Let me start by explaining that I’m far from a newbie when it comes to the State Fair of West Virginia. The annual agricultural, educational and family event held in Lewisburg, just minutes from The Greenbrier, each year, has been a part of my life for as long as I remember.
As a youngster, I loved going to the fair, riding the carnival rides, watching the harness races, climbing on the tractors and eating as many sweet treats as possible. As a teenager, it was about hanging out with friends, going to the concerts and eating as many sweet treats as possible. As an adult, I love sharing those experience with my son, seeing the excitement through his eyes and, of course, eating as many sweet treats as possible.
I’ve seen the fair from just about every angle. In high school, one of my first jobs was working at the gates, taking tickets and stamping hands on the way out. That evolved into a summer job in college, working on the maintenance crew painting, mowing, setting up for the fair and whatever else needed to be done. My dad, at one time, was the Dairy Superintendent and later a member of the Board of Directors, so I’ve seen the fair from the inside, as well.
I’ve experienced the draft horse pull, the bull riding and the arts and crafts. I’ve swept under the grandstand, painted the barns, hung quilts in the West Virginia building, cleaned out the horse and cow barns, helped set the stage for concerts, watched the “Best Dressed Cow” contest and eaten more country ham sandwiches from the Greenbrier East FFA Ham Stand than I can count. But until the 2021 fair, I had never witnessed the Greenbrier/Monroe Youth Livestock Association State Fair Auction.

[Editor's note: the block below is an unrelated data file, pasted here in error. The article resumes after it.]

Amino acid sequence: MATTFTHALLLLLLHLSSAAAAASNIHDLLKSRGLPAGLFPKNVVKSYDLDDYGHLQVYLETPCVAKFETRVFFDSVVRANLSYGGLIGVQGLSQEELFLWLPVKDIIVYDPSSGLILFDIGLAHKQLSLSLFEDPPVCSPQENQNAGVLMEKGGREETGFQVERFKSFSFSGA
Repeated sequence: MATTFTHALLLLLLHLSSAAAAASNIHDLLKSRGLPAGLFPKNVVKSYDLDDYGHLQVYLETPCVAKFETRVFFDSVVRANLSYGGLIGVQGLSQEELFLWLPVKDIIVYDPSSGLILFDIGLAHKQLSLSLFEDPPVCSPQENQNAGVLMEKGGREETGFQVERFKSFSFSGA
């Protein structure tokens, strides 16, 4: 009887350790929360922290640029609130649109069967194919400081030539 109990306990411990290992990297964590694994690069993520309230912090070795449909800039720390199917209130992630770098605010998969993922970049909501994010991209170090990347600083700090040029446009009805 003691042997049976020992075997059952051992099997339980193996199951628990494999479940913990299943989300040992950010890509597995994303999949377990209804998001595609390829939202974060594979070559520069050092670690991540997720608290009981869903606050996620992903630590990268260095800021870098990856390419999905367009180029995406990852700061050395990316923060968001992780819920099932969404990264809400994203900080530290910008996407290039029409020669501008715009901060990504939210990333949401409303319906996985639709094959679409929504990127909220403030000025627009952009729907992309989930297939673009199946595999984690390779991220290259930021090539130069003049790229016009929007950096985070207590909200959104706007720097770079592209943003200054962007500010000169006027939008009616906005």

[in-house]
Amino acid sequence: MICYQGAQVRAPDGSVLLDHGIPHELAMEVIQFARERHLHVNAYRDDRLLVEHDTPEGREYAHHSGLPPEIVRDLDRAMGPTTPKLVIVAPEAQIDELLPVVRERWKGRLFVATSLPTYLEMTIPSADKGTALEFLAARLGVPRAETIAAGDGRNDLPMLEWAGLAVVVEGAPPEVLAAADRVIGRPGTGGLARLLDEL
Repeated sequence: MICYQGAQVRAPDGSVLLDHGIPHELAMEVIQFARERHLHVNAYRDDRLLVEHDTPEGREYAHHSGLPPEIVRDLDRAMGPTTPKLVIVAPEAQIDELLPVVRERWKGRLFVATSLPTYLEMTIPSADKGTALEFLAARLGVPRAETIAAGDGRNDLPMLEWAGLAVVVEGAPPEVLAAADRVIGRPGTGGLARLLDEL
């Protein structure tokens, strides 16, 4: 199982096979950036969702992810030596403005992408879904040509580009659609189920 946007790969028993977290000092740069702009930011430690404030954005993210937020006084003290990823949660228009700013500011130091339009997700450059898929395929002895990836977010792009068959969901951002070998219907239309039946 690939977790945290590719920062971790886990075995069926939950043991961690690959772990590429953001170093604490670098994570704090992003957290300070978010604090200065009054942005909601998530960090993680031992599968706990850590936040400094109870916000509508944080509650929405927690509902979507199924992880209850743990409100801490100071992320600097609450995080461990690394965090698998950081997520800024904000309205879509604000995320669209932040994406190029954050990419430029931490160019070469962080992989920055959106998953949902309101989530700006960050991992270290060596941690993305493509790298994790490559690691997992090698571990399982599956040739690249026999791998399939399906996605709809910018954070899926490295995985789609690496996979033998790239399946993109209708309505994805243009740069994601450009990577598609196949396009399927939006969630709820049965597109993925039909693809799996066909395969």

When I was invited to join The Greenbrier Executive Chef Bryan Skelding and The Greenbrier Chief Financial Officer Adam Long for the auction last summer, I didn’t exactly protest. It was a Monday afternoon, and a Monday at the fair is always better than a Monday at the desk. Plus, I could grab one of those country ham sandwiches, and maybe even some Ben Ellen Donunts.
I arrived at the Small Stock Arena, sandwich in hand, about 30 minutes before the event’s scheduled start, and it quickly became clear that this was something bigger than I had anticipated. Finding Skelding and Long wasn’t as easy as expected, because the arena was packed with eager bidders and general spectators. The stands around the edges were basically full, and so were the chairs on the arena floor. The energy in the building was palpable as the youth prepared to show their animals and bidders plotted their strategies.
When the auction, celebrating its 23rd
anniversary, began with the Grand Champion goat, I soon found out that the action inside the arena rivaled anything I could find in the midway. Youth ages 8-21 — most part of either 4-H or FFA organizations — did their best to control their animals and present them in the best possible light for the bidders. Some even fought back tears as they knew they were saying goodbye to an animal for which they had loved and cared, many from birth.
“Nothing about the project is easy, and that’s why it means so much to us to support these kids,” said Long, who was part of the auction for 11 years during his youth, selling lambs and hogs. “The project helps teach so many life lessons, and the experiences stick with these youth long after their animals are sold.”